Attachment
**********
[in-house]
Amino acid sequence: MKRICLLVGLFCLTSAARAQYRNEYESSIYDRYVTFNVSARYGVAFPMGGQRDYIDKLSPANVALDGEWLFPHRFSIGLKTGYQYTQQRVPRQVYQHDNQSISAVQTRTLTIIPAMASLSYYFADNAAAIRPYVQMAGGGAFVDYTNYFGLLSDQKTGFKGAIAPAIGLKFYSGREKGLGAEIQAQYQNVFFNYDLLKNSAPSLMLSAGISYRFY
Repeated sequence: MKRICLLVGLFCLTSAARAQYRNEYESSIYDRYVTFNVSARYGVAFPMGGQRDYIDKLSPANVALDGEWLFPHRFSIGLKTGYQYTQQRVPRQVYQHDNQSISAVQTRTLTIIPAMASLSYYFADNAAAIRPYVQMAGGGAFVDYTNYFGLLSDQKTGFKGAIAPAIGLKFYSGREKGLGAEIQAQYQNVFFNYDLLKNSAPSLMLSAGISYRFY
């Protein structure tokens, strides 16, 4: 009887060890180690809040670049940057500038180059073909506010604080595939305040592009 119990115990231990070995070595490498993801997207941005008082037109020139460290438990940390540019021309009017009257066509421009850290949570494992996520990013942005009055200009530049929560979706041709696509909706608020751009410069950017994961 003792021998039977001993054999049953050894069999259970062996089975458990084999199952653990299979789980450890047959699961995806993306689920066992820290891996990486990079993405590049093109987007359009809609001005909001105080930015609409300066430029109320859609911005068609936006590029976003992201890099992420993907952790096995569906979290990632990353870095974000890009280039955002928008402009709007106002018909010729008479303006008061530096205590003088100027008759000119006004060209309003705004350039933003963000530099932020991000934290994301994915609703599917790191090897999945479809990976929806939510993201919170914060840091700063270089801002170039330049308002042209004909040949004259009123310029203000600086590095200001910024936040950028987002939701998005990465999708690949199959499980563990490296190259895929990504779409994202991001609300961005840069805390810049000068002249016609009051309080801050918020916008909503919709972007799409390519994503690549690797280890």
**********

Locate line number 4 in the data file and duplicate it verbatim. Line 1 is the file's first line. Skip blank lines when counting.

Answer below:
């Protein structure tokens, strides 16, 4: 009887060890180690809040670049940057500038180059073909506010604080595939305040592009 119990115990231990070995070595490498993801997207941005008082037109020139460290438990940390540019021309009017009257066509421009850290949570494992996520990013942005009055200009530049929560979706041709696509909706608020751009410069950017994961 003792021998039977001993054999049953050894069999259970062996089975458990084999199952653990299979789980450890047959699961995806993306689920066992820290891996990486990079993405590049093109987007359009809609001005909001105080930015609409300066430029109320859609911005068609936006590029976003992201890099992420993907952790096995569906979290990632990353870095974000890009280039955002928008402009709007106002018909010729008479303006008061530096205590003088100027008759000119006004060209309003705004350039933003963000530099932020991000934290994301994915609703599917790191090897999945479809990976929806939510993201919170914060840091700063270089801002170039330049308002042209004909040949004259009123310029203000600086590095200001910024936040950028987002939701998005990465999708690949199959499980563990490296190259895929990504779409994202991001609300961005840069805390810049000068002249016609009051309080801050918020916008909503919709972007799409390519994503690549690797280890």